Unraid SMB Shares on Linux

Permanently adding an Unraid SMB share to a Linux client

This guide will explain how to setup an Unraid SMB share to automatically mount on boot on a Linux client. It also addresses the noserverino fix for stale file handles that can be encountered due to the Unraid Mover's impact on the Unraid SMB server.

# Install SMB/CIFS

Install SMB utlitiy to allow CIFS mounting:

apt-get install cifs-utils

# Creating Protected File with SMB Credentials

Create secure SMB password file:

mkdir ~/Credentials/
cd ~/Credentials/
echo username=my_unraid_user > .smbpasswd_unraid
echo password=my_unraid_password >> .smbpasswd_unraid
chmod 600 .smbpasswd_unraid

# Adding Entry to fstab for Automatic Mounting on Boot

To get a share to automatically mount on boot, it needs to be added to /etc/fstab, like in this example:

// /mnt/ClientPath cifs _netdev,noserverino,credentials=/home/rvrx/Credentials/.smbpasswd_unraid 0 0
  • // - path to smb share
  • /mnt/ClientPath - local path. This is often a /mnt/... location. This path must be created locally first, so do a quick mkdir here if it is not.
  • cifs - old name for SMB
  • _netdev - tells mount that the filesystem is on a device that require network access. This will ensure that the system won't try to mount this share until its network services have finished setting up.
  • noserverino - IMPORANT FOR UNRAID: "Client generates inode numbers itself rather than using the actual ones from the server." This will prevent stale file handle errors after the Unraid Mover is invoked. More on this later...
  • credentials=... - path to our credentials file
  • 0 0 - fs_freq and fs_passno. Very commonly these are both 0.

Unless you wish to reboot, run mount -a to mount the new fstab entries.

Check the manual for mount and mount-cifs on your system, under the "FILESYSTEM-INDEPENDENT MOUNT OPTIONS" section for more options you might want to consider, such as explicit read and write access declarations.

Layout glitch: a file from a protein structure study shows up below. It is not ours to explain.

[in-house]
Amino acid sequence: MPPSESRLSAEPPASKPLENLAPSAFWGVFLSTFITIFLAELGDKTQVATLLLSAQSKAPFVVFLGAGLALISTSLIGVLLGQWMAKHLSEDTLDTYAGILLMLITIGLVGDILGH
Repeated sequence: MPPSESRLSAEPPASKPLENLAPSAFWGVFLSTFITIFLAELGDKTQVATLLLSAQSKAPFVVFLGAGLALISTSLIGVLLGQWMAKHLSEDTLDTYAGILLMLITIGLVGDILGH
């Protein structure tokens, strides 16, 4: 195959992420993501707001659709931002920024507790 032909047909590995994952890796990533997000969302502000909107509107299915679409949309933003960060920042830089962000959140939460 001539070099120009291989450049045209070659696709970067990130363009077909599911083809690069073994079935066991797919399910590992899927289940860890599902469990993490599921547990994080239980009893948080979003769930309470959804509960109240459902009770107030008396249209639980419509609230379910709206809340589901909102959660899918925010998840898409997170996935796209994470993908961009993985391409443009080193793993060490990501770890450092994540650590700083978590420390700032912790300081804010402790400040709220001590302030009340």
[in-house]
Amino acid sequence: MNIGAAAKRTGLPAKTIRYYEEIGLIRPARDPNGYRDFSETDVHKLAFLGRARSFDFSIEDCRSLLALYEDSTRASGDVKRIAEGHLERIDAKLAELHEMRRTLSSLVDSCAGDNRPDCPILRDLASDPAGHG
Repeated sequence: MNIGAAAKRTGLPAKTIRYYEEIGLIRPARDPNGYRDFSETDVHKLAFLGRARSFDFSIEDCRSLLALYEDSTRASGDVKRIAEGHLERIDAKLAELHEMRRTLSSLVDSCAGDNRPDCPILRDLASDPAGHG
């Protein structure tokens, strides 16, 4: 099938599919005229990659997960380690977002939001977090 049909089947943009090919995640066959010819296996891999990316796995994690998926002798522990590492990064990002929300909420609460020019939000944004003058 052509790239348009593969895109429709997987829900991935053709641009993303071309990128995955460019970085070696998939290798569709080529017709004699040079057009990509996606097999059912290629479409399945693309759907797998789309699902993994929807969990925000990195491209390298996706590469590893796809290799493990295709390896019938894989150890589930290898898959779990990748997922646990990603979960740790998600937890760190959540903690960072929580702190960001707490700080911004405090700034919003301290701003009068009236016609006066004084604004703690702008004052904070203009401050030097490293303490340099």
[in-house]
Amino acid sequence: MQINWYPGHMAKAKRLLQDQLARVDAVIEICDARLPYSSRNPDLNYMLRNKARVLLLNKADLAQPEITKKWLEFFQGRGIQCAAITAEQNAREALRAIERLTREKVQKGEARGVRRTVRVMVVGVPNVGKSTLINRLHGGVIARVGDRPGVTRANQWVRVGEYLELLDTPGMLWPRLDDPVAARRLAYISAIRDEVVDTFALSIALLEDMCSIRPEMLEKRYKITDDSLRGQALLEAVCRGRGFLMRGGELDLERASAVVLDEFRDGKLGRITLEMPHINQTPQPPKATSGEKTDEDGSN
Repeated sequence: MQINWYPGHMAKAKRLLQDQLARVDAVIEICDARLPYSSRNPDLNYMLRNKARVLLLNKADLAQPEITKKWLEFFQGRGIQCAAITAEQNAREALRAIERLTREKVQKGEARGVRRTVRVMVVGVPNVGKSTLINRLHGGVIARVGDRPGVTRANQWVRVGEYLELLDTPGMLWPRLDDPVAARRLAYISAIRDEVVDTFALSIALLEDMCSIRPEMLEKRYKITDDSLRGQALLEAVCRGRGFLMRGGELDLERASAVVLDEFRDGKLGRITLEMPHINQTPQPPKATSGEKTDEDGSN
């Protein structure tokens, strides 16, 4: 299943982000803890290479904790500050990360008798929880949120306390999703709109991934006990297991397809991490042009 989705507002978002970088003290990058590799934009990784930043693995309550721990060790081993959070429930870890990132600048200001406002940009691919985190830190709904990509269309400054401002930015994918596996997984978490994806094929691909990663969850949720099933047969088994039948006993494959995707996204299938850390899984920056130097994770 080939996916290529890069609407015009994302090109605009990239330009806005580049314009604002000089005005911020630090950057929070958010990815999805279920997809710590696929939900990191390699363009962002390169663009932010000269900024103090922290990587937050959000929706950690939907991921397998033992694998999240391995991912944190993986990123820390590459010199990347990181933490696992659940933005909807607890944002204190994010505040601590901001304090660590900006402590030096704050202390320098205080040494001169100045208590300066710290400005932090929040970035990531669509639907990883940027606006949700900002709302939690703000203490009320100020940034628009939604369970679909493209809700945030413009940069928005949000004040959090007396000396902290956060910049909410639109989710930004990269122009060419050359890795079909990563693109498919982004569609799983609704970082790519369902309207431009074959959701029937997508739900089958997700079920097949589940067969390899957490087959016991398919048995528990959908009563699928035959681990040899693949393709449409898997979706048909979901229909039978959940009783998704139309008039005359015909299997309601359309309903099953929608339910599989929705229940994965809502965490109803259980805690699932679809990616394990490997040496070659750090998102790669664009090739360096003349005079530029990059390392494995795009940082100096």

# The noserverino Fix

I have found very little background information on the /why/ of this fix, but here is the issue as I understand it:

When Unraid invokes its Mover, a file is moved from one disk to another. This causes a change in the “inode” number for this file. This inode holds important metadata about this file and its location, and is therefore required to access the file. When this change happens, the client remains ignorant, and on its next attempt to access this directory or file, it runs into the “stale file handle” issue. This is due to the file handle now pointing to an inode number that is, ultimately, invalid. Normally, in similar scenarios, the inode (and therefore file handle) would be refreshed, avoiding this. But in some edge-cases in CIFS (or even NFS), such as in the case of the Unraid mover, the server does not notify the client of the inode refresh. This is why the system flags it as “stale”. it is now effectively a null-pointer. The client has no idea where this file has gone.

Under normal SMB operation:

  1. Server provides inode number (not actual inode information) to client.
  2. When the client wants a file/dir, it requests the inode itself via this reference.
  3. If the Unraid Mover has been invoked, causing a change in the inode number, there will not be a match

Client-side inode via noserverino flag:

  1. Client generates its own inode and uses that to reference files.
  2. When the Mover causes a quiet inode change, the client no longer cares, it's got its own reference locally, and the change is not breaking.

If my understanding is off, please email me at cole@[this domain] and let me know!